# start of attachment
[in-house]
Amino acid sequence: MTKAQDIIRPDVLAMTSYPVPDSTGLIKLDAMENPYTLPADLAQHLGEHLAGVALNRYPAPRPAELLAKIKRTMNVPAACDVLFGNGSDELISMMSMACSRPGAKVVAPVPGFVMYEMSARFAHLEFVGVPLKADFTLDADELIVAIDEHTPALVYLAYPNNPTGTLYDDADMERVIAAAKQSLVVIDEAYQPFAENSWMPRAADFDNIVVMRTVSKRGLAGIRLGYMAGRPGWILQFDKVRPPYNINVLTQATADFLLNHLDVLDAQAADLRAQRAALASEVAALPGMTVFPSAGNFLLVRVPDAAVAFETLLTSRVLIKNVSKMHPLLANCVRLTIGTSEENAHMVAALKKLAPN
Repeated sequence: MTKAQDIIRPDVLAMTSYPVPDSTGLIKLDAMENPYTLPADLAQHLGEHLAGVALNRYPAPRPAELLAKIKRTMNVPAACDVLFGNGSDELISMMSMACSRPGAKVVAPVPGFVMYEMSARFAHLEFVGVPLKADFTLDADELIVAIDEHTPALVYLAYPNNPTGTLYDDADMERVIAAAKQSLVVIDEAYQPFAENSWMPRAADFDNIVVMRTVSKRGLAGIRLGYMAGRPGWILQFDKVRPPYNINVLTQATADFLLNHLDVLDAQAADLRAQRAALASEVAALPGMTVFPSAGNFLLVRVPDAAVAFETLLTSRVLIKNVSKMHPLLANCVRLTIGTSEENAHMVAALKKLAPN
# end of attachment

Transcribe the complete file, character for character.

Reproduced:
[in-house]
Amino acid sequence: MTKAQDIIRPDVLAMTSYPVPDSTGLIKLDAMENPYTLPADLAQHLGEHLAGVALNRYPAPRPAELLAKIKRTMNVPAACDVLFGNGSDELISMMSMACSRPGAKVVAPVPGFVMYEMSARFAHLEFVGVPLKADFTLDADELIVAIDEHTPALVYLAYPNNPTGTLYDDADMERVIAAAKQSLVVIDEAYQPFAENSWMPRAADFDNIVVMRTVSKRGLAGIRLGYMAGRPGWILQFDKVRPPYNINVLTQATADFLLNHLDVLDAQAADLRAQRAALASEVAALPGMTVFPSAGNFLLVRVPDAAVAFETLLTSRVLIKNVSKMHPLLANCVRLTIGTSEENAHMVAALKKLAPN
Repeated sequence: MTKAQDIIRPDVLAMTSYPVPDSTGLIKLDAMENPYTLPADLAQHLGEHLAGVALNRYPAPRPAELLAKIKRTMNVPAACDVLFGNGSDELISMMSMACSRPGAKVVAPVPGFVMYEMSARFAHLEFVGVPLKADFTLDADELIVAIDEHTPALVYLAYPNNPTGTLYDDADMERVIAAAKQSLVVIDEAYQPFAENSWMPRAADFDNIVVMRTVSKRGLAGIRLGYMAGRPGWILQFDKVRPPYNINVLTQATADFLLNHLDVLDAQAADLRAQRAALASEVAALPGMTVFPSAGNFLLVRVPDAAVAFETLLTSRVLIKNVSKMHPLLANCVRLTIGTSEENAHMVAALKKLAPN